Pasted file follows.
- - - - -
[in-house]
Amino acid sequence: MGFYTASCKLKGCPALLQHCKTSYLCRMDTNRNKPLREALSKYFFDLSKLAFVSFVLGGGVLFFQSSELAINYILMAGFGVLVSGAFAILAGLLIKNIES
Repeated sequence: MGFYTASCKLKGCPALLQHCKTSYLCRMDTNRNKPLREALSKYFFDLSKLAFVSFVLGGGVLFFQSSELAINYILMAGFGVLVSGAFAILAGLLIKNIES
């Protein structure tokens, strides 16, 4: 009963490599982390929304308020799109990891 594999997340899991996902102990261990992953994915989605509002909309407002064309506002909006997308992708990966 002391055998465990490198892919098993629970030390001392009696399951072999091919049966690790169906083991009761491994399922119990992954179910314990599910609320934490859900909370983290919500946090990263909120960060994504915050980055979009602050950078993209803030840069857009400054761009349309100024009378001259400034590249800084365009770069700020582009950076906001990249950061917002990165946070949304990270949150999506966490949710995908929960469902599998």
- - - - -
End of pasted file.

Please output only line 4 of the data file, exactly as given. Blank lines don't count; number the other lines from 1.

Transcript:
């Protein structure tokens, strides 16, 4: 009963490599982390929304308020799109990891 594999997340899991996902102990261990992953994915989605509002909309407002064309506002909006997308992708990966 002391055998465990490198892919098993629970030390001392009696399951072999091919049966690790169906083991009761491994399922119990992954179910314990599910609320934490859900909370983290919500946090990263909120960060994504915050980055979009602050950078993209803030840069857009400054761009349309100024009378001259400034590249800084365009770069700020582009950076906001990249950061917002990165946070949304990270949150999506966490949710995908929960469902599998």